[A side note: I should have known even way back then that he was a keeper. How many young husbands would be "okay" with a wife making such a large purchase without even the courtesy of a consultation? I love you, sweetie!]
When I arrived at work the next morning, I found a co-worker who had horses. She and I had just started a new friendship, and I felt comfortable asking for her help. She doesn't remember this, but she quickly called her barn manager who arranged for a truck and trailer to go pick up my new horse. I gave the address where Sassy lived and agreed to pay the driver $50 for his time and effort.
Riding Sassy at the Caspar's Park Challenge 50-miler in 1998
Sassy and I had a lot of fun together trail riding. She was also my first endurance horse. I "raced" her for several seasons until she began to develop some lameness issues. Endurance riding is very hard on horses. Not many of them can withstand the concussive forces that come from trotting mile after mile. It eventually became apparent that the job of endurance mount was simply too hard for her so I decided that being a family horse was the best job for her. Another co-worker was looking for a smaller, well-broke horse for her kids to ride. It was a perfect fit.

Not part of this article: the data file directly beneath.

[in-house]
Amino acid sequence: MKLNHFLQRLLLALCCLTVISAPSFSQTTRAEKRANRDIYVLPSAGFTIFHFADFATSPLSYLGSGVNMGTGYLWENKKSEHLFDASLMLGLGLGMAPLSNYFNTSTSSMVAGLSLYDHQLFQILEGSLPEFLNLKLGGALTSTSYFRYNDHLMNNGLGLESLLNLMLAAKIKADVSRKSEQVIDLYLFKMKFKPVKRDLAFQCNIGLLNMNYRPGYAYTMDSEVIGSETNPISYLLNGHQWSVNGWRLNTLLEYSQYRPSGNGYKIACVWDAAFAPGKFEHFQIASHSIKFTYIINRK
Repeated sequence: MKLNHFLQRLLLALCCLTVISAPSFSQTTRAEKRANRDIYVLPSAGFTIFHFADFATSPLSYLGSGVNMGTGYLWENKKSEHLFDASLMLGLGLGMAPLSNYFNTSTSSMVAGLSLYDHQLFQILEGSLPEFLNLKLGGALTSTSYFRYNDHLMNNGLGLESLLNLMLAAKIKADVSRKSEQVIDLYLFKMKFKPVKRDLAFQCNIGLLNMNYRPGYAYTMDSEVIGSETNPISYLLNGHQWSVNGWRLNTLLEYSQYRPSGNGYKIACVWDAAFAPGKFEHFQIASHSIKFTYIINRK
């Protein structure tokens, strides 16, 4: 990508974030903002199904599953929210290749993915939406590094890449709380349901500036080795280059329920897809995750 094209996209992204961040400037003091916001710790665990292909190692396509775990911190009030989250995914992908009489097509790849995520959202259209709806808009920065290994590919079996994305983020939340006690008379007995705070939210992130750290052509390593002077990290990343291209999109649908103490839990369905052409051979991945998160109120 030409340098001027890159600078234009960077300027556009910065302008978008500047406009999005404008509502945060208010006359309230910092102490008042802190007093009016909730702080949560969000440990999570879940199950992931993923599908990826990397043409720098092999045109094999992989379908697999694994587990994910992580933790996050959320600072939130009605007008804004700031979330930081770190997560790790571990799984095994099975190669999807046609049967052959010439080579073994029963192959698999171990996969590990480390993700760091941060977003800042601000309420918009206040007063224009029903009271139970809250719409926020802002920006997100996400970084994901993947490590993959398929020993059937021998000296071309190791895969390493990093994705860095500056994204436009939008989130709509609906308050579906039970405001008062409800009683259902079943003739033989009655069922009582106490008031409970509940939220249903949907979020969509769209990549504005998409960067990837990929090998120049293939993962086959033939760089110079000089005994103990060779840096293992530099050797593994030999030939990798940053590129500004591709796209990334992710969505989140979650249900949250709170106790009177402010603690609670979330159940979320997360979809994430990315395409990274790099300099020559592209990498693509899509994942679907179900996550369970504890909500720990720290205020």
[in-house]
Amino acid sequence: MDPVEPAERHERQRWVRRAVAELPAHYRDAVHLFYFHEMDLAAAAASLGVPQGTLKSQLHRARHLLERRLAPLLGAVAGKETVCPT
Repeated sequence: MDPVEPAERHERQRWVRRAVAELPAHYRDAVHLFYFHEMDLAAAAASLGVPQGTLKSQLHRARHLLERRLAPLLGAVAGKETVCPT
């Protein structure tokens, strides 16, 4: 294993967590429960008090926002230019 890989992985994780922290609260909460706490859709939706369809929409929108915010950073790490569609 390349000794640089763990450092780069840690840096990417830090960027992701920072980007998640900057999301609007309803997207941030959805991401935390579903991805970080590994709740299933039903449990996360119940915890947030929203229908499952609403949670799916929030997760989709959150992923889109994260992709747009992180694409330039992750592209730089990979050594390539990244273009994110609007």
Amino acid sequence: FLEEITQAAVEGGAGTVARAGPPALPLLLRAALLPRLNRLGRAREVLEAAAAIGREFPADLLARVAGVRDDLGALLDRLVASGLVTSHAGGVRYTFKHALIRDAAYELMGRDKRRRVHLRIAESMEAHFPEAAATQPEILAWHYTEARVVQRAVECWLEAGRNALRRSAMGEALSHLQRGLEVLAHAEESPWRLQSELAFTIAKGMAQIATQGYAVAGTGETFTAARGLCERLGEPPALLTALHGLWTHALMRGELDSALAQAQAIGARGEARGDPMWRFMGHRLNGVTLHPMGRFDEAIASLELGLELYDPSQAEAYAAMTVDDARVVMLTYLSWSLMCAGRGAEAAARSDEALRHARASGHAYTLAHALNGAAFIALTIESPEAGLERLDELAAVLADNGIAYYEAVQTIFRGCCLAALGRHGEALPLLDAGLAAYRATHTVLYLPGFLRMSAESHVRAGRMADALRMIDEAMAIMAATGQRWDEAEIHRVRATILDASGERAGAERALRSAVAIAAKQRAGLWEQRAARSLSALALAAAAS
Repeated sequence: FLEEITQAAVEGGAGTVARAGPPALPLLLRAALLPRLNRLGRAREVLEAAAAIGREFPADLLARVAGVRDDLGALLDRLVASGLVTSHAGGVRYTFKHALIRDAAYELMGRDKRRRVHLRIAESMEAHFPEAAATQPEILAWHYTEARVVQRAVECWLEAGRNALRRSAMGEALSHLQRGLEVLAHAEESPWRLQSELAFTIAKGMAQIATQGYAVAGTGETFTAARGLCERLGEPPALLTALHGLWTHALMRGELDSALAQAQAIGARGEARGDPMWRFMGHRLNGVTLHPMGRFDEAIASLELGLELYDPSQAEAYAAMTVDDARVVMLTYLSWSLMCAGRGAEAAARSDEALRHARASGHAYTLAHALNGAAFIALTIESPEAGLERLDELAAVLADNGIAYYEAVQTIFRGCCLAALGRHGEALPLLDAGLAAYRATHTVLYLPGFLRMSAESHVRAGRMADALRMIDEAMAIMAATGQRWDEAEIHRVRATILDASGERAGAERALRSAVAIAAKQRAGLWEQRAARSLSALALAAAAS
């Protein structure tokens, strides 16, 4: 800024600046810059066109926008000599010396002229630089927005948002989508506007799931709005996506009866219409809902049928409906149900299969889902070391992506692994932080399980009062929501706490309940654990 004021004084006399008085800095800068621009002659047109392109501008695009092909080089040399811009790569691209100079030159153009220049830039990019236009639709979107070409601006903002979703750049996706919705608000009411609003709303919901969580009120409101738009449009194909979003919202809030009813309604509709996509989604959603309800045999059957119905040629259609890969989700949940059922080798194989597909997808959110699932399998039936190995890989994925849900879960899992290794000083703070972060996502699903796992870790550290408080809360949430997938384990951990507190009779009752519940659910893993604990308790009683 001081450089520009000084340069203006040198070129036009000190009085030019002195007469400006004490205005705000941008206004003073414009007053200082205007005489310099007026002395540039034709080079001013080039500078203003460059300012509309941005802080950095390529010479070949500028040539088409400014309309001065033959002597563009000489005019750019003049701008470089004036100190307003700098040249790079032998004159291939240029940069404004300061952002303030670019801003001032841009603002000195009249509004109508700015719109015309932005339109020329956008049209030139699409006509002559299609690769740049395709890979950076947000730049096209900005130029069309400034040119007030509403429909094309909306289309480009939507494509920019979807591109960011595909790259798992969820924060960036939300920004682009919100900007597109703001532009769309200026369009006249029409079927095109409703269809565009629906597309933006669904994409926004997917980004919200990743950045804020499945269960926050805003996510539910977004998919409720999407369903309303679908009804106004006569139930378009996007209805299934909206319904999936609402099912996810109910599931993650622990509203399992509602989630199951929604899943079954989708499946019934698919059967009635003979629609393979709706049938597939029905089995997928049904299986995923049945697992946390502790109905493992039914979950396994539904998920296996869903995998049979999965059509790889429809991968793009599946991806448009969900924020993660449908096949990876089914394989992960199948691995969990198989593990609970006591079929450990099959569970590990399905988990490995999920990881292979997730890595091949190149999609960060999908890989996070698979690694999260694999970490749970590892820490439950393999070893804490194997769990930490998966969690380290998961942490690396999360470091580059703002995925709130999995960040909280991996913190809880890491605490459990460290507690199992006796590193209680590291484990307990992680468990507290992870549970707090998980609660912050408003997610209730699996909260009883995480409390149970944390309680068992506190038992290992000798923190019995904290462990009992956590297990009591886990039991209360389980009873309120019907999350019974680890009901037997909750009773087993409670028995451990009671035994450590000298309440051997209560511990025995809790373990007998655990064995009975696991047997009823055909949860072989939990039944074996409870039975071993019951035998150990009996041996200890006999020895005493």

That co-worker who helped arrange Sassy's transport is Taz's mom. At the time, she had a gray Arabian mare named Abby. We rode those two little mares hours and hours and mile after mile. Thanks to those two Arabian mares, the friendship that grew between us has lasted almost two decades. The most important lesson that Sassy taught me was one about building and maintaining friendships.
I am glad I never did find that big quarter horse. My life took a very different path than what I had planned when I bought that Arabian.
About the Writer and Rider
I am a lifelong rider.
I began endurance riding in 1996 where I ultimately completed five, one-day 100 mile races, the 200-mile Death Valley Encounter, and numerous other 50, 65, and 75 mile races. I began showing dressage in 2010.
Welcome to my dressage journey.
About Speedy G
Speedy went from endurance horse to dressage horse. After helping me earn a USDF Bronze medal in the summer of 2020, he is now semi-retired. Speedy is a 2004, 15'1 hand, purebred Arabian gelding. His Arabian Horse Registry name is G Ima Starr FA.
Izzy was started as a four-year old and then spent the next 18 months in pasture growing up. I bought him as a six-year old, and together, we are showing at the lower levels. He is a 2008, 16'3 hand warmblood gelding. His Rheinland Pfalz-saar International (RPSI) name is Imperioso.
National Rider Awards
State Rider Awards
State Horse Awards
CDS Sapphire Rider Award
Third Level: 63.514%
Third Level: 62.105%
2023 Show Season
(r) Ride-a-Test Clinic
2023 Show Schedule
2023 Completed …
2023 Qualifying Scores
Regional Adult Amateur Competition (RAAC)
Qualifying Training Level
3 Scores/2 Judges/60%: